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The Cone of Silence
Paul Corrigan

19 August 2001

George W. Bush: "Chief Cheney, wait a second. Isn't this meeting with the oil company executives top secret?"

Dick Cheney: "Yes. Haliburton gave me $20 million in stock. It might look bad."

Bush: "Well then, in that case we should use the 'Cone of Silence'!"

Cheney: "Oh Dubya, every time we use the 'Cone of Silence' some Democrat on Capitol Hill accuses us of trying to hide something! Couldn't we just claim Executive Privilege?"

Bush: "We can't rely on the Supreme Court pulling our bacon out of the fire again, Chief. That Executive Privilege dog won't hunt. Chief, you know what they did to Dick Nixon."

Cheney: "Fine, I'll burn the minutes to the meeting."

Bush: "Ashes can be re-assembled, Chief!"

Cheney: "Alright then, I'll eat the minutes!"

Bush: "They could operate on you under the guise of another heart problem and get it back, Chief!"

Cheney: "Very well, Dubya, the Cone of Silence."

Dick Cheney looks and acts like Thaddeus, the Chief of CONTROL, and Dubya looks and acts like Maxwell Smart. We are seven months into the new Bush administration and it is looking more and more like a sitcom from 30 years ago. I keep hoping the administration will Get Smart. I am still waiting.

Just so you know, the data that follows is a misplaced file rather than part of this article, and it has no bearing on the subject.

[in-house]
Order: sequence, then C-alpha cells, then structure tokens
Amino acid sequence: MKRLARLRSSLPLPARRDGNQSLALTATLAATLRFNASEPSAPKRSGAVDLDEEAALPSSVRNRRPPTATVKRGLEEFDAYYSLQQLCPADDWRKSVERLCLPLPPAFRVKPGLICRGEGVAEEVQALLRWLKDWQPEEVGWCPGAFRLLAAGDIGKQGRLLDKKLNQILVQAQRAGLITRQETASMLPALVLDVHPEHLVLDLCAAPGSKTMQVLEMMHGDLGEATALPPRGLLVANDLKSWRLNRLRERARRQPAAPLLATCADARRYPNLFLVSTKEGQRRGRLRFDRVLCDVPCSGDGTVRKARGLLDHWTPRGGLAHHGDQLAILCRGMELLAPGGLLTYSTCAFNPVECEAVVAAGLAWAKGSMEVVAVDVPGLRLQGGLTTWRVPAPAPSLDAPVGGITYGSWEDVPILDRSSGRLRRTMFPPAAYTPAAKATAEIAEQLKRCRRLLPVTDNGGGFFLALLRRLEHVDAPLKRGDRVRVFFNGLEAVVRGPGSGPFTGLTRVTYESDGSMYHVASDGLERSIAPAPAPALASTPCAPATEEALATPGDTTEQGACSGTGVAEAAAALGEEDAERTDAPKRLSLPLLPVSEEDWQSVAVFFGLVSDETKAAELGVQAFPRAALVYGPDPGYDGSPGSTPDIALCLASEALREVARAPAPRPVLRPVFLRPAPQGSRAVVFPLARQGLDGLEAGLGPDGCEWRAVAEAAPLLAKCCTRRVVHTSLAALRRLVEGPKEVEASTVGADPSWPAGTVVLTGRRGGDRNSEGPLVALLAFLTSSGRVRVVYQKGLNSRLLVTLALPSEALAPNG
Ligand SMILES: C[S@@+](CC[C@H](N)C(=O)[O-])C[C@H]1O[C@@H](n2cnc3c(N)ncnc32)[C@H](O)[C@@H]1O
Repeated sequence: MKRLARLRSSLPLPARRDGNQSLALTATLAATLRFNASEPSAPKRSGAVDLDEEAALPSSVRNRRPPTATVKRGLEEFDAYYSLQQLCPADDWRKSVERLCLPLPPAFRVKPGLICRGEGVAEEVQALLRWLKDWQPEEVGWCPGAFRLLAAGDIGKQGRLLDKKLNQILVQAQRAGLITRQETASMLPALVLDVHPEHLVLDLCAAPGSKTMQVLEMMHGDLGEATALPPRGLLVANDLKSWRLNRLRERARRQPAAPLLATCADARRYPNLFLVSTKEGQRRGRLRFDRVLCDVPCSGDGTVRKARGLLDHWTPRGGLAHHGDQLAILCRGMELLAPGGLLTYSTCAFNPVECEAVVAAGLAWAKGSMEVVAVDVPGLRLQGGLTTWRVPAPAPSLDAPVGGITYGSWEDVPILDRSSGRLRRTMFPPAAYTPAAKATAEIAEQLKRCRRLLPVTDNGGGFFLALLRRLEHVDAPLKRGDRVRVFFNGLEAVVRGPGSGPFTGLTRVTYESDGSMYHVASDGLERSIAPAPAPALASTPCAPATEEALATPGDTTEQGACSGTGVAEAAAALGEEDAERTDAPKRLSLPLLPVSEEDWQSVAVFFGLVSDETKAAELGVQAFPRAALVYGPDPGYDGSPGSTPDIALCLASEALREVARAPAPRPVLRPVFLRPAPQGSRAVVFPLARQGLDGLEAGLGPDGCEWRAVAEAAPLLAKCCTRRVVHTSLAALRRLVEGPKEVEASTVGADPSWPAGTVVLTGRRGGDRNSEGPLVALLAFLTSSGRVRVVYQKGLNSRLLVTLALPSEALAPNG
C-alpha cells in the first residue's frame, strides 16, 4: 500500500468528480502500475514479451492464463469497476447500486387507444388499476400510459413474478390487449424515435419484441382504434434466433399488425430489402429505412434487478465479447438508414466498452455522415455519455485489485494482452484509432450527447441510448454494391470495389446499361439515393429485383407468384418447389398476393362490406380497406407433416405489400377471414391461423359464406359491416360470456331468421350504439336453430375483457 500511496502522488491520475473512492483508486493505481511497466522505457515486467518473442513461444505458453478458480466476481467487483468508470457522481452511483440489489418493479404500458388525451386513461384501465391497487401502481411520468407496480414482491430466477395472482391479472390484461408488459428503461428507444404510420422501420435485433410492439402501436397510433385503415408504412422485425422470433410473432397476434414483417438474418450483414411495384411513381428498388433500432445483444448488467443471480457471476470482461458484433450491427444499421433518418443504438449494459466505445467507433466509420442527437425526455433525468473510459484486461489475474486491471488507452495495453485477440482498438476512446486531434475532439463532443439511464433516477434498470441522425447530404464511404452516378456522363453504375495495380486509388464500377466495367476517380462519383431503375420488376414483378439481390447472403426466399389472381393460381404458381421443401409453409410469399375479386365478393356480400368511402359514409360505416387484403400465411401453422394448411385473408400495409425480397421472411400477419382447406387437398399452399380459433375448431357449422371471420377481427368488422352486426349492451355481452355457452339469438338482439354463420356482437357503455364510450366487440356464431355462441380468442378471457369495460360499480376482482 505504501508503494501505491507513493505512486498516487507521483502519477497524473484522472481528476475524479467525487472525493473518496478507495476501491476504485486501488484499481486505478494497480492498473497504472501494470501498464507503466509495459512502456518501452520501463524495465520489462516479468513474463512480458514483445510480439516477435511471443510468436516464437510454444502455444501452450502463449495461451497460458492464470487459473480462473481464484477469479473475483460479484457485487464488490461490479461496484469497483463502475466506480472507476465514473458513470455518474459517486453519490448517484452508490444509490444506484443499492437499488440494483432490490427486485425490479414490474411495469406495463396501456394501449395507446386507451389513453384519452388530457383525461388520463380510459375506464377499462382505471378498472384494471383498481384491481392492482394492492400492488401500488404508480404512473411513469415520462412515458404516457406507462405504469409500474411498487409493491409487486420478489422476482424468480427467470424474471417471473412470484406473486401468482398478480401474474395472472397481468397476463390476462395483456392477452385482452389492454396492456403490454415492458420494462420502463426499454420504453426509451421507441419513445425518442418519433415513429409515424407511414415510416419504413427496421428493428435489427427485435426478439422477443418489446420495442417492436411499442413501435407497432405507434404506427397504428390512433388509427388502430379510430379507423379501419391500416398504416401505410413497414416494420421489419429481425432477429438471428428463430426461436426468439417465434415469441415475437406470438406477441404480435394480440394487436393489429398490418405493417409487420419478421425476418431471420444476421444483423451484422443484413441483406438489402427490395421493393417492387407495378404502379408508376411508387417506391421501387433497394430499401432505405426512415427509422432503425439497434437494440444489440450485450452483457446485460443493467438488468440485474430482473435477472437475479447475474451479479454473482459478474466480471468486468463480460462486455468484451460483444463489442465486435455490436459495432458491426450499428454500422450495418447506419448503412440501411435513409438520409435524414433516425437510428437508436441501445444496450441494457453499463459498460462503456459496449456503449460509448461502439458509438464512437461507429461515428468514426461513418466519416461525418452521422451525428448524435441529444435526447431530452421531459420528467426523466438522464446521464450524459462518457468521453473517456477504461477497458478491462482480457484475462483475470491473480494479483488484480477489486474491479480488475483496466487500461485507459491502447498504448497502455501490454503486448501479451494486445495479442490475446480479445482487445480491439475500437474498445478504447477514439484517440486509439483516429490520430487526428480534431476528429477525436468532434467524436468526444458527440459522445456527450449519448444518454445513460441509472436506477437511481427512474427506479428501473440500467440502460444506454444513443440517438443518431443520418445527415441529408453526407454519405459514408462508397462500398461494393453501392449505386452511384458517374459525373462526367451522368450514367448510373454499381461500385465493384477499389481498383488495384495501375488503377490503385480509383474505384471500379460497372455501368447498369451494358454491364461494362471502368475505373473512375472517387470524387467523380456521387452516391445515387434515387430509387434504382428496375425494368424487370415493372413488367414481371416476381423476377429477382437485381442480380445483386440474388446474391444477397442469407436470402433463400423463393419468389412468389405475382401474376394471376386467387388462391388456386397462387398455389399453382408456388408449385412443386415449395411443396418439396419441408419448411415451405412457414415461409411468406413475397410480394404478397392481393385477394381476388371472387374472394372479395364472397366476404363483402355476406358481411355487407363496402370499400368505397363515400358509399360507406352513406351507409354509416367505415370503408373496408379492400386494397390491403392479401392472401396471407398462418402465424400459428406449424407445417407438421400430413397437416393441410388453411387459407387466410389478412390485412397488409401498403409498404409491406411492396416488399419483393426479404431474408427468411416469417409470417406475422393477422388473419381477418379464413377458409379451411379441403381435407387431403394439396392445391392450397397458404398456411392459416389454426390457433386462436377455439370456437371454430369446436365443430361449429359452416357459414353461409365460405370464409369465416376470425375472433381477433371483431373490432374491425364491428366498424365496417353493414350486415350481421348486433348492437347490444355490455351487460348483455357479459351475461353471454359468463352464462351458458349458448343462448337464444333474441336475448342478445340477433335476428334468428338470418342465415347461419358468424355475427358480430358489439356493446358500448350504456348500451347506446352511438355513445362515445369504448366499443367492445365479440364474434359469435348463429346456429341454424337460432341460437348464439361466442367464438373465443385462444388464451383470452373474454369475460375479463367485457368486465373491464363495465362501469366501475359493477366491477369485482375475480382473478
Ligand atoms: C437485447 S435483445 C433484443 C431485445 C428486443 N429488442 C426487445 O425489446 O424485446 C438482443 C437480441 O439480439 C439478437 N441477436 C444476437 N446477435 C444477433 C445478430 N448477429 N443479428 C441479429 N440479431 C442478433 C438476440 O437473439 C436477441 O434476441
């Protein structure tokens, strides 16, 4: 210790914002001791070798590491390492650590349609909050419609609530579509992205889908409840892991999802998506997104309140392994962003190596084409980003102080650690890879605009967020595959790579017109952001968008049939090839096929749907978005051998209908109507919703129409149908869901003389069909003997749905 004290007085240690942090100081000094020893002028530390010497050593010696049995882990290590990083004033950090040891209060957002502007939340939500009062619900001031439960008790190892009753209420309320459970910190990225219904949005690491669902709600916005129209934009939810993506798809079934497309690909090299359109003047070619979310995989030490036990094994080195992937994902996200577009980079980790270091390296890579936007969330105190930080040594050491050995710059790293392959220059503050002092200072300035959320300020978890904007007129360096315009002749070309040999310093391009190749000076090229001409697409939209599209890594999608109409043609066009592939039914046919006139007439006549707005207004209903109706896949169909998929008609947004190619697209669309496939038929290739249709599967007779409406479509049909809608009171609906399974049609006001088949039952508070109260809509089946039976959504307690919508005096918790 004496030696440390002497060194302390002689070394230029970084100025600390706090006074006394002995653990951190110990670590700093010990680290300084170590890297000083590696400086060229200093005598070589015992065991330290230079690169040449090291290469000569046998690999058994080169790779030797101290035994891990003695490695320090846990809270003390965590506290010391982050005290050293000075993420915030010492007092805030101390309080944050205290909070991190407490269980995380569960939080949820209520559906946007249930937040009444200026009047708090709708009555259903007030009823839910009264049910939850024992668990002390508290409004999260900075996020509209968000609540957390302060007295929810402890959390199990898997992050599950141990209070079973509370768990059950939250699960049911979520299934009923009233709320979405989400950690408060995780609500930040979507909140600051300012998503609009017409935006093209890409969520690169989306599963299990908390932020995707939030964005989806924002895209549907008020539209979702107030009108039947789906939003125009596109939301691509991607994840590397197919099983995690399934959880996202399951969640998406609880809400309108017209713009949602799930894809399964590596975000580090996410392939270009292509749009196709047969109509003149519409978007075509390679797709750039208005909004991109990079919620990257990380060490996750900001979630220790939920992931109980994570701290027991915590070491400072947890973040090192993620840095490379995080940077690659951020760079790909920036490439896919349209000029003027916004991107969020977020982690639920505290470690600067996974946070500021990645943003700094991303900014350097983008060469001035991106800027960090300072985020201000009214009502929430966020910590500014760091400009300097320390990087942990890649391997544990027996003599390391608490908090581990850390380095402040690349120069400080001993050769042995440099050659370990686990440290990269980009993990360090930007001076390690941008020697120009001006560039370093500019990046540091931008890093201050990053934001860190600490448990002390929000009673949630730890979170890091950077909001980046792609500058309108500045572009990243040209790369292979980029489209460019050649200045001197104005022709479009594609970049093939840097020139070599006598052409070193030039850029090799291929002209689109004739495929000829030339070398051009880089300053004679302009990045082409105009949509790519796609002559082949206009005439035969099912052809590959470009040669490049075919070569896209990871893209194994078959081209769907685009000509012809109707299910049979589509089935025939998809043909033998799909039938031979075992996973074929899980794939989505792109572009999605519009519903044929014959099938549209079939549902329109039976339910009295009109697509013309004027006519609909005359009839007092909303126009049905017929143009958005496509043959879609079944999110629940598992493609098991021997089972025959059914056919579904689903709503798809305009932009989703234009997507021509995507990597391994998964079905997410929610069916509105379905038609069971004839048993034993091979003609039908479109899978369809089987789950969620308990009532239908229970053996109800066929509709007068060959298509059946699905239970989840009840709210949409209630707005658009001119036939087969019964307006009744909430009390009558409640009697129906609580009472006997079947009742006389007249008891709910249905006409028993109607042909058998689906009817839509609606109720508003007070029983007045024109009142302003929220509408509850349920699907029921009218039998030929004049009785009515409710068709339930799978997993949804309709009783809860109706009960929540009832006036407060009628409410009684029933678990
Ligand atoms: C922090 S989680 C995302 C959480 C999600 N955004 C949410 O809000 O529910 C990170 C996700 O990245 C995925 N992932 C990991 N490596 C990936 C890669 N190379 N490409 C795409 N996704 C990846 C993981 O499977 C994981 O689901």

The latest insanity revolves around Vice President Dick Cheney's decision to decline to turn over documents sought by Congress in an inquiry into how the Bush administration's energy policy was formed. The GAO wants to know the names of private-sector advisors who attended meetings of the National Energy Policy Development Group (a task force overseen by Cheney); information about staffers who attended; and how much money was spent. The request for documents was made at the behest of congressional Democrats. Comptroller General David Walker, a Republican, made the formal request. The task force has been criticized for its closed-door meetings with industry officials as it developed the administration's energy policy.

Cheney claims that the request for meeting records of the task force "would unconstitutionally interfere with the functioning of the executive branch." Does a Republican complaining about congressional oversight and inquiry of the Executive Branch after the witch-hunts into Bill Clinton's sex life strike anyone as ironic? Well, I do admire Mr. Cheney's chutzpah.

It appears that Vice President Cheney wants Congress and American citizens to accept at face value his claims that the task force "produced a balanced, comprehensive, environmentally-friendly energy policy." To borrow a phrase from Ronald Reagan, I would prefer that my representatives "trust but verify." A Boston Globe editorial said it well: "Lobbyists are required to register and report the money they spend influencing legislation; it is hard to see why corporate executives should be able to eliminate the middleman and directly lobby the vice president without similar disclosure."

Of course Cheney consulted with the oil companies on energy policy. I would consult with oil companies. I would also consult with environmental interests and other credible sources with views contrary to corporate power companies. Did Cheney? A task force is not a grand jury. Cheney's desire to hide not only the records, but also the process and identity of the participants is not conservative. It is autocratic.

Despite its appearances, this administration is nothing to laugh at.

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